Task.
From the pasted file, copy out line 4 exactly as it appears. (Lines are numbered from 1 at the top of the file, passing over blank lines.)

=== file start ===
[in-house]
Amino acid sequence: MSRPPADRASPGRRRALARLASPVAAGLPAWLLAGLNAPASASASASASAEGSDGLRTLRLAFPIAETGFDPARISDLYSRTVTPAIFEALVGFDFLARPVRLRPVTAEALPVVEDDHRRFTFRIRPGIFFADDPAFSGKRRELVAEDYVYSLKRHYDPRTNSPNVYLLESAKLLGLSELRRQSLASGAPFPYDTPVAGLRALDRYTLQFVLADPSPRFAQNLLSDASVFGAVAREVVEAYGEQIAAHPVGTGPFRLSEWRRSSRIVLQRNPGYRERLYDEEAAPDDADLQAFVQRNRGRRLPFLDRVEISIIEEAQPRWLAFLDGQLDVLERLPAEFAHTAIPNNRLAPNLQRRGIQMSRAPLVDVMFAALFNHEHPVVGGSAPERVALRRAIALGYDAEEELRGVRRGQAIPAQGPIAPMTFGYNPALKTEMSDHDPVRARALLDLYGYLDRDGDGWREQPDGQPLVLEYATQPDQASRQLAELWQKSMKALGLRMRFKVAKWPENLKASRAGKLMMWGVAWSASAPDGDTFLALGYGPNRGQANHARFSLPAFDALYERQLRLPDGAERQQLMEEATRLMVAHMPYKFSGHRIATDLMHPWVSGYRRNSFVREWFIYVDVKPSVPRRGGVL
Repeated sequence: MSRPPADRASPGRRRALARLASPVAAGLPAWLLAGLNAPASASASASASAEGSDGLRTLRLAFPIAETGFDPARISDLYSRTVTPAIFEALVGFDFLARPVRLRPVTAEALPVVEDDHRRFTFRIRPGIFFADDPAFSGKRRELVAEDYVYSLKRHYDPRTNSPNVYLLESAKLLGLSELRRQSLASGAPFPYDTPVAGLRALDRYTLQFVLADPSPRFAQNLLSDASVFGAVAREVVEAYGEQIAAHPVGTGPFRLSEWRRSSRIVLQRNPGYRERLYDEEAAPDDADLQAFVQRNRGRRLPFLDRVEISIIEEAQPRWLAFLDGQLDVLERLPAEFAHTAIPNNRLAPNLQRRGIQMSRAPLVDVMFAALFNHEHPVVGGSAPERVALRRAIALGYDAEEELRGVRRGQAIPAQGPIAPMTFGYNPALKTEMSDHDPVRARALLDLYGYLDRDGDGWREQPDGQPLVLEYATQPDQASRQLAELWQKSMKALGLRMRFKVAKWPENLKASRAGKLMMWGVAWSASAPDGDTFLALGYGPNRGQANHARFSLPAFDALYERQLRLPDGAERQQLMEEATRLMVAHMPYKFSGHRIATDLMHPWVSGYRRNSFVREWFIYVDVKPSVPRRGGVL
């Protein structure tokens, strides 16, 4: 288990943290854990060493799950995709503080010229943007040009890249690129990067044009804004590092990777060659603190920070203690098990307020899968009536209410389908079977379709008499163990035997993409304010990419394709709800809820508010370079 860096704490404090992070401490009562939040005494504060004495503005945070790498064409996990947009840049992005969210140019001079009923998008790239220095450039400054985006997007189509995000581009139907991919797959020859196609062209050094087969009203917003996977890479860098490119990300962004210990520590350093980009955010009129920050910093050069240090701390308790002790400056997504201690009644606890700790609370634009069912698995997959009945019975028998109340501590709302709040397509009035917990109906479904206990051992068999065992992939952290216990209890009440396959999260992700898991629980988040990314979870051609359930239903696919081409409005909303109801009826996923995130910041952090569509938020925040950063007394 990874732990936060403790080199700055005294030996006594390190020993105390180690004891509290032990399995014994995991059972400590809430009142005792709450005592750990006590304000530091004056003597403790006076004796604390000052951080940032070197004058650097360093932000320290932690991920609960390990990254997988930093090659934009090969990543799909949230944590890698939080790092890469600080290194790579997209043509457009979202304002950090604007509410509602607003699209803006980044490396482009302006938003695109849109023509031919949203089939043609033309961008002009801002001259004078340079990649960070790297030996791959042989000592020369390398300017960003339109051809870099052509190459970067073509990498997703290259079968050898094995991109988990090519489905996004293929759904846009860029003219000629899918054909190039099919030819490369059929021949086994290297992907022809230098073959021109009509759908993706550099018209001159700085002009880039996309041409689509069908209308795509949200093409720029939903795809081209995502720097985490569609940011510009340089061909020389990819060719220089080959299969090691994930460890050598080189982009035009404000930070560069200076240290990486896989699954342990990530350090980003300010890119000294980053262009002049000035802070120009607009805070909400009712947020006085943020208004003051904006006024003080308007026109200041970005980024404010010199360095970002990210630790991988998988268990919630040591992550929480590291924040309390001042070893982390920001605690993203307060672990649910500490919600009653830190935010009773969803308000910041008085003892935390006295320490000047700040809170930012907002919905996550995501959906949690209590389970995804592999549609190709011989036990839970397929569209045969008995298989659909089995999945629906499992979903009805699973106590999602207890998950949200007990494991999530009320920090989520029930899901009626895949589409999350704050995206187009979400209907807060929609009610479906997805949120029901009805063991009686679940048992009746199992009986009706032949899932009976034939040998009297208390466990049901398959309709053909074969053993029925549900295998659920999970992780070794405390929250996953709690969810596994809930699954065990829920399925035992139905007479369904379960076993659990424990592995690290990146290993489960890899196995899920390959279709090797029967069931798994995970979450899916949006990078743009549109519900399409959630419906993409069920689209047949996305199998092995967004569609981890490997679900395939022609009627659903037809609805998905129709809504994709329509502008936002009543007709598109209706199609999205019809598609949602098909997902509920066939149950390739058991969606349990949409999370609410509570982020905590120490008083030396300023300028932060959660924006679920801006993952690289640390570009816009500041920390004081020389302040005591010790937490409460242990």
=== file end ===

């Protein structure tokens, strides 16, 4: 288990943290854990060493799950995709503080010229943007040009890249690129990067044009804004590092990777060659603190920070203690098990307020899968009536209410389908079977379709008499163990035997993409304010990419394709709800809820508010370079 860096704490404090992070401490009562939040005494504060004495503005945070790498064409996990947009840049992005969210140019001079009923998008790239220095450039400054985006997007189509995000581009139907991919797959020859196609062209050094087969009203917003996977890479860098490119990300962004210990520590350093980009955010009129920050910093050069240090701390308790002790400056997504201690009644606890700790609370634009069912698995997959009945019975028998109340501590709302709040397509009035917990109906479904206990051992068999065992992939952290216990209890009440396959999260992700898991629980988040990314979870051609359930239903696919081409409005909303109801009826996923995130910041952090569509938020925040950063007394 990874732990936060403790080199700055005294030996006594390190020993105390180690004891509290032990399995014994995991059972400590809430009142005792709450005592750990006590304000530091004056003597403790006076004796604390000052951080940032070197004058650097360093932000320290932690991920609960390990990254997988930093090659934009090969990543799909949230944590890698939080790092890469600080290194790579997209043509457009979202304002950090604007509410509602607003699209803006980044490396482009302006938003695109849109023509031919949203089939043609033309961008002009801002001259004078340079990649960070790297030996791959042989000592020369390398300017960003339109051809870099052509190459970067073509990498997703290259079968050898094995991109988990090519489905996004293929759904846009860029003219000629899918054909190039099919030819490369059929021949086994290297992907022809230098073959021109009509759908993706550099018209001159700085002009880039996309041409689509069908209308795509949200093409720029939903795809081209995502720097985490569609940011510009340089061909020389990819060719220089080959299969090691994930460890050598080189982009035009404000930070560069200076240290990486896989699954342990990530350090980003300010890119000294980053262009002049000035802070120009607009805070909400009712947020006085943020208004003051904006006024003080308007026109200041970005980024404010010199360095970002990210630790991988998988268990919630040591992550929480590291924040309390001042070893982390920001605690993203307060672990649910500490919600009653830190935010009773969803308000910041008085003892935390006295320490000047700040809170930012907002919905996550995501959906949690209590389970995804592999549609190709011989036990839970397929569209045969008995298989659909089995999945629906499992979903009805699973106590999602207890998950949200007990494991999530009320920090989520029930899901009626895949589409999350704050995206187009979400209907807060929609009610479906997805949120029901009805063991009686679940048992009746199992009986009706032949899932009976034939040998009297208390466990049901398959309709053909074969053993029925549900295998659920999970992780070794405390929250996953709690969810596994809930699954065990829920399925035992139905007479369904379960076993659990424990592995690290990146290993489960890899196995899920390959279709090797029967069931798994995970979450899916949006990078743009549109519900399409959630419906993409069920689209047949996305199998092995967004569609981890490997679900395939022609009627659903037809609805998905129709809504994709329509502008936002009543007709598109209706199609999205019809598609949602098909997902509920066939149950390739058991969606349990949409999370609410509570982020905590120490008083030396300023300028932060959660924006679920801006993952690289640390570009816009500041920390004081020389302040005591010790937490409460242990």